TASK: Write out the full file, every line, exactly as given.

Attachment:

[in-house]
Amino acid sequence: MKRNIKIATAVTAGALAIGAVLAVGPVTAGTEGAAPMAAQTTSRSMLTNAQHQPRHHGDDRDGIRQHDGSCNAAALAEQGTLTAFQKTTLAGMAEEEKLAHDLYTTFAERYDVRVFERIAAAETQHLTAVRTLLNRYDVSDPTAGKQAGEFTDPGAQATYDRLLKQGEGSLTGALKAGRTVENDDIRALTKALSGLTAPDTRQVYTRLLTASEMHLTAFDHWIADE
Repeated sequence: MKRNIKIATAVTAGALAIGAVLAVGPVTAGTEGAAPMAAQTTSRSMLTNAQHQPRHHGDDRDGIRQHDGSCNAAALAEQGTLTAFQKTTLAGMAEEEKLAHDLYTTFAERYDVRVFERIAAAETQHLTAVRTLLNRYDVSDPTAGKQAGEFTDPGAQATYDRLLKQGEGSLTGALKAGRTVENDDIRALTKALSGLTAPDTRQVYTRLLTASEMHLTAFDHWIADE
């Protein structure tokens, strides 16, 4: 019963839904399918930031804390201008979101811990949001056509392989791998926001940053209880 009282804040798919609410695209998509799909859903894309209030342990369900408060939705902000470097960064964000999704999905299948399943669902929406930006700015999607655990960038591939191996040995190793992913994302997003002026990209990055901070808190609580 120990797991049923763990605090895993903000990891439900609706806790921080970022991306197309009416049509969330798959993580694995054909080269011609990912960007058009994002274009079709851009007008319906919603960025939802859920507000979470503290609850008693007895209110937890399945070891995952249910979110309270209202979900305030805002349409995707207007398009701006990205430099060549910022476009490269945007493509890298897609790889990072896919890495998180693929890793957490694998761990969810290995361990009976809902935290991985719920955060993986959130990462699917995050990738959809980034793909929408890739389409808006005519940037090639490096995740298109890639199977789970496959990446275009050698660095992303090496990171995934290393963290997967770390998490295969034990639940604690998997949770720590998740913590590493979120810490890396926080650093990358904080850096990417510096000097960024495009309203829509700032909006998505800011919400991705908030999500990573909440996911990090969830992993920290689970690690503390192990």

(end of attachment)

[in-house]
Amino acid sequence: MKRNIKIATAVTAGALAIGAVLAVGPVTAGTEGAAPMAAQTTSRSMLTNAQHQPRHHGDDRDGIRQHDGSCNAAALAEQGTLTAFQKTTLAGMAEEEKLAHDLYTTFAERYDVRVFERIAAAETQHLTAVRTLLNRYDVSDPTAGKQAGEFTDPGAQATYDRLLKQGEGSLTGALKAGRTVENDDIRALTKALSGLTAPDTRQVYTRLLTASEMHLTAFDHWIADE
Repeated sequence: MKRNIKIATAVTAGALAIGAVLAVGPVTAGTEGAAPMAAQTTSRSMLTNAQHQPRHHGDDRDGIRQHDGSCNAAALAEQGTLTAFQKTTLAGMAEEEKLAHDLYTTFAERYDVRVFERIAAAETQHLTAVRTLLNRYDVSDPTAGKQAGEFTDPGAQATYDRLLKQGEGSLTGALKAGRTVENDDIRALTKALSGLTAPDTRQVYTRLLTASEMHLTAFDHWIADE
């Protein structure tokens, strides 16, 4: 019963839904399918930031804390201008979101811990949001056509392989791998926001940053209880 009282804040798919609410695209998509799909859903894309209030342990369900408060939705902000470097960064964000999704999905299948399943669902929406930006700015999607655990960038591939191996040995190793992913994302997003002026990209990055901070808190609580 120990797991049923763990605090895993903000990891439900609706806790921080970022991306197309009416049509969330798959993580694995054909080269011609990912960007058009994002274009079709851009007008319906919603960025939802859920507000979470503290609850008693007895209110937890399945070891995952249910979110309270209202979900305030805002349409995707207007398009701006990205430099060549910022476009490269945007493509890298897609790889990072896919890495998180693929890793957490694998761990969810290995361990009976809902935290991985719920955060993986959130990462699917995050990738959809980034793909929408890739389409808006005519940037090639490096995740298109890639199977789970496959990446275009050698660095992303090496990171995934290393963290997967770390998490295969034990639940604690998997949770720590998740913590590493979120810490890396926080650093990358904080850096990417510096000097960024495009309203829509700032909006998505800011919400991705908030999500990573909440996911990090969830992993920290689970690690503390192990």